Mark Russinovich, chief developer of Microsoft Azure CTO and Sysinternals, recently made remarks saying that developers are advised to stop using C/C++ to start new projects, and suggest that Rust can be used in scenarios that require the use of non-GC languages. In response to this remark, foreign media The Register asked Microsoft whether Russinovich’s proposal would be adopted across the company, but did not receive a reply.
At the same time, the website also interviewed Bjarne Stroustrup, the father of C++;Stroustrup It defends C++:
“It’s normal that people – especially some executives – will always be obsessed with new things that promise to make their lives easier. Also, supporting new things is far more than solving the old and well-known tools. Knowledge issues are more exciting. Unfortunately, it often takes years and significant effort for new languages to rival established languages in their wide range of applications. Enthusiasts rarely see this, their Reviews tend to be quite one-sided.”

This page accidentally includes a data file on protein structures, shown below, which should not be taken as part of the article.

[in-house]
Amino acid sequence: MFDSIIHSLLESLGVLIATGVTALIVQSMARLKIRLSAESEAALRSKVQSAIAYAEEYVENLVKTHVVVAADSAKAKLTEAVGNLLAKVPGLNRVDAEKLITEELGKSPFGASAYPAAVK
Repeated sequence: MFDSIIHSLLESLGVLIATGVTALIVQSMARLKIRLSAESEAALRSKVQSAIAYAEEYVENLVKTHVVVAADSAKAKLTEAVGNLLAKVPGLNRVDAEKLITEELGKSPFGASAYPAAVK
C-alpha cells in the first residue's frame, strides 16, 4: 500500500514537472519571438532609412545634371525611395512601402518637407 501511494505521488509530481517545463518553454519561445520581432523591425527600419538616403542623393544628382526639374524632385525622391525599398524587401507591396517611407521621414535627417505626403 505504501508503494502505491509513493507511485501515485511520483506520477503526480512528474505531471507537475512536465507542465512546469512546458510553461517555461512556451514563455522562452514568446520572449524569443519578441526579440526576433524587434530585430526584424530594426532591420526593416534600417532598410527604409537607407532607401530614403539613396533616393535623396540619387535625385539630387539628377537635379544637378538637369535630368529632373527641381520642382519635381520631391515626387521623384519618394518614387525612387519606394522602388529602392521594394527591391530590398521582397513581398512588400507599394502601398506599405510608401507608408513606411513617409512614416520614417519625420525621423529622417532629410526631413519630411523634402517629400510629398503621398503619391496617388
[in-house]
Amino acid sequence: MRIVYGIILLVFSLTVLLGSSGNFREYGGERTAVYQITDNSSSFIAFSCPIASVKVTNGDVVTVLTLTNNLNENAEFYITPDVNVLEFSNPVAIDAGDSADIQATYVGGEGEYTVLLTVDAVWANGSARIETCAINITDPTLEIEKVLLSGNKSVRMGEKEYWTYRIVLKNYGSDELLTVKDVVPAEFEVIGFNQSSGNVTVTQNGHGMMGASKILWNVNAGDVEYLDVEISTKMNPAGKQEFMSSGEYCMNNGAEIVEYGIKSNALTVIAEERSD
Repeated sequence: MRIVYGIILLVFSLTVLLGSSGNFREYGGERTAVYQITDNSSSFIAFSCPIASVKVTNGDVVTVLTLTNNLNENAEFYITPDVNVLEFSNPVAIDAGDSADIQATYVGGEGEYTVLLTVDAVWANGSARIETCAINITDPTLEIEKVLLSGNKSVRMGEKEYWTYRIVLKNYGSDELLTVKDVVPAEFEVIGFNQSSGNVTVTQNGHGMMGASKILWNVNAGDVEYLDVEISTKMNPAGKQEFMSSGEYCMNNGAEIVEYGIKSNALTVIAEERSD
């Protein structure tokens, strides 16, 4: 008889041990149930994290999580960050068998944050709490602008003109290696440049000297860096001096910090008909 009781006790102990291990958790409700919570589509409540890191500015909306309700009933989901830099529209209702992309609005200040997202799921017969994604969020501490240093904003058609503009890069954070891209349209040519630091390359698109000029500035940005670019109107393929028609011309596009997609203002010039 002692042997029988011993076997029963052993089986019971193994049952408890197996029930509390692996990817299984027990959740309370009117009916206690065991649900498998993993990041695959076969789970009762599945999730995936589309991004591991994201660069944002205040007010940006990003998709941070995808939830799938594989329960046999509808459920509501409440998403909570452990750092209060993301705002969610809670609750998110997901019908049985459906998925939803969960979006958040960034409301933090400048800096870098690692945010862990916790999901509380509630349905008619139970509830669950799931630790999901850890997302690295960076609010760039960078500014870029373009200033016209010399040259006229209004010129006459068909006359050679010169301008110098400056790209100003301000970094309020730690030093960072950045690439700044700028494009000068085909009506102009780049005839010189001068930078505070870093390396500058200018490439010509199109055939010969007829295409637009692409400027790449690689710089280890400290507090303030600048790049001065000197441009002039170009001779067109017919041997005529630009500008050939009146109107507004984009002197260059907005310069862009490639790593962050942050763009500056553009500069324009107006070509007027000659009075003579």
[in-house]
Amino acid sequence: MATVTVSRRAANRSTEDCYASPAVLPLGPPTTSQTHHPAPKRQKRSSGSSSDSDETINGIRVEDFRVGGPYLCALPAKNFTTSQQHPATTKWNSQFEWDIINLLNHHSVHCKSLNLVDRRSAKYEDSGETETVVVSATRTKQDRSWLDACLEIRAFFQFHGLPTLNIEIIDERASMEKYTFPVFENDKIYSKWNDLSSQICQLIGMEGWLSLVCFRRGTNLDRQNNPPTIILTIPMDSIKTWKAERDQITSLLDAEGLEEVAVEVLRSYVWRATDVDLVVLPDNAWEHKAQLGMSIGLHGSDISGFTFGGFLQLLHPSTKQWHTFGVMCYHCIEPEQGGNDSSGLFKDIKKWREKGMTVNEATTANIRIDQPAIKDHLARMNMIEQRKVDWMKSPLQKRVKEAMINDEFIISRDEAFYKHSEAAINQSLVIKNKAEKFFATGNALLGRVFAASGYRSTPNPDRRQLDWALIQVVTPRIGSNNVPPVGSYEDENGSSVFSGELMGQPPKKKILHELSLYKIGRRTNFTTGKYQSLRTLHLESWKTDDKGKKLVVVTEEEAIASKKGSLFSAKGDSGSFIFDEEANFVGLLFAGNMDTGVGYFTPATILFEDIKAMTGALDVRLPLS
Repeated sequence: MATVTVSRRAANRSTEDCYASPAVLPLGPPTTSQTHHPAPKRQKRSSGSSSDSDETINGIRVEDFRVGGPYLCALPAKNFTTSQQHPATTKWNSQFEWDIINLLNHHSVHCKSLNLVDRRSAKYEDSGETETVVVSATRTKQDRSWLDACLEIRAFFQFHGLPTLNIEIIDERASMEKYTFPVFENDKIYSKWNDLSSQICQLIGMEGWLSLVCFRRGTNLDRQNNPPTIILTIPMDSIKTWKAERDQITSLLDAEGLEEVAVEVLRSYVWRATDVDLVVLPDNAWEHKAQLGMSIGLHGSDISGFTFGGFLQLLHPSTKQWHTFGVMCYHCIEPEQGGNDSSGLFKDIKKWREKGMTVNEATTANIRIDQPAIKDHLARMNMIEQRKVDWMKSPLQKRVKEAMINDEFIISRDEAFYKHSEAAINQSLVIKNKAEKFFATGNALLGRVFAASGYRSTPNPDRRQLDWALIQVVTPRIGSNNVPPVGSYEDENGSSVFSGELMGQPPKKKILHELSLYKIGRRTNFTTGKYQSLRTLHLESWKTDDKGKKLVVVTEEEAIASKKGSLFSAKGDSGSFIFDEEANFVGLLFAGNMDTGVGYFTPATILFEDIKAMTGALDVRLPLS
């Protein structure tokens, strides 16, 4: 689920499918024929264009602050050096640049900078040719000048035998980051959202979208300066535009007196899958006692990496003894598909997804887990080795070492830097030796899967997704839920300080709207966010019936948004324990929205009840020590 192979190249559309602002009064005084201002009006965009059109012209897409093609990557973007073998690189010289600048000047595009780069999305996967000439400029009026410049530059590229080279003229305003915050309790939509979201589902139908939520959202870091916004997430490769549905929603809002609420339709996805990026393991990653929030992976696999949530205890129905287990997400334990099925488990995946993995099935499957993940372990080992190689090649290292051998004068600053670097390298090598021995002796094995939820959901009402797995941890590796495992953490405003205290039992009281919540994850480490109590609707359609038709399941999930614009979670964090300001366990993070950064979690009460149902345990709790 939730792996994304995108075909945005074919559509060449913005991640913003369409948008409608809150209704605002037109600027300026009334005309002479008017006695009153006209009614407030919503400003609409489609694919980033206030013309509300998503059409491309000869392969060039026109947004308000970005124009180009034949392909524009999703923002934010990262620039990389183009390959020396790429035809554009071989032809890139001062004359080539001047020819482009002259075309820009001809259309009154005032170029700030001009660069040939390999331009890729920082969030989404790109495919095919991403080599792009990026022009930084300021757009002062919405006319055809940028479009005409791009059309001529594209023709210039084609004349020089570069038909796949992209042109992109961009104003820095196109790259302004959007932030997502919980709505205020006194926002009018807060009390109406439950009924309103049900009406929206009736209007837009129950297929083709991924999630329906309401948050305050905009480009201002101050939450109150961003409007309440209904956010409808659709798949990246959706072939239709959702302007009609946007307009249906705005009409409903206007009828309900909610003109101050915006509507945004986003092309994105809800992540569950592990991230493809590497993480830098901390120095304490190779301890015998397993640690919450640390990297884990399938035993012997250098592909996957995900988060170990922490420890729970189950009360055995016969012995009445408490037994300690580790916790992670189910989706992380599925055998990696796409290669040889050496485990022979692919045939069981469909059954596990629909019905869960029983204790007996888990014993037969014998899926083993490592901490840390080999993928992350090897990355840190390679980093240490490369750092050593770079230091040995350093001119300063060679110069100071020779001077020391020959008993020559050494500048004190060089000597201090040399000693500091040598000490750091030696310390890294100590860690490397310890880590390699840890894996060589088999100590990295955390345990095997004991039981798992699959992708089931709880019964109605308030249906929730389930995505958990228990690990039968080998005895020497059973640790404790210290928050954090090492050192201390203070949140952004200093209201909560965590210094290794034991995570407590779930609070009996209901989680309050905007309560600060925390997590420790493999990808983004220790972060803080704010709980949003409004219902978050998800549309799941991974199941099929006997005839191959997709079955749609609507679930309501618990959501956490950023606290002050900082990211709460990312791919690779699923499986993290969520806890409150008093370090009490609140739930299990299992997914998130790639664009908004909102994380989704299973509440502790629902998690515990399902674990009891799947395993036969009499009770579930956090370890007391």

Stroustrup says he’s been working on improving C++ safety over the years, given how important safety is; the result is now solidly perfect type and memory safety in ISO C++. That is, each object is used according to its defined type; this means eliminating the use of dangling pointers, catching range errors, and eliminating data races.
He also emphasized that every “safe” language, including Rust, has vulnerabilities that allow unsafe code.andabout his co-writing C++ Core Guidelines, the basic idea of this guide is to define a set of rules that must be followed to ensure security, and then enforce it through static analysis. And these rules are needed because no arbitrary C or C++ code by itself can prove to be safe.
“That’s ISO-compliant C++ code, and those who don’t feel like they don’t need security or can’t update their code just yet can just skip running the analyzer. Currently, there are partial implementations of this analyzer in Microsoft Visual Studio, Clang Tidy, and a few other places.“
Stroustrup Point out that it is clear that C++ is actively improving, e.g.Various attempts for flexibility and performance improvement in practical applications.Billions of lines of C++ code have been deployed, so anyone who wants to C++ codeReplacing or enhancing security is a daunting task that needs to be done incrementally. “Otherwise a lot of unsafe C and old-style C++ code will exist ‘forever'”.
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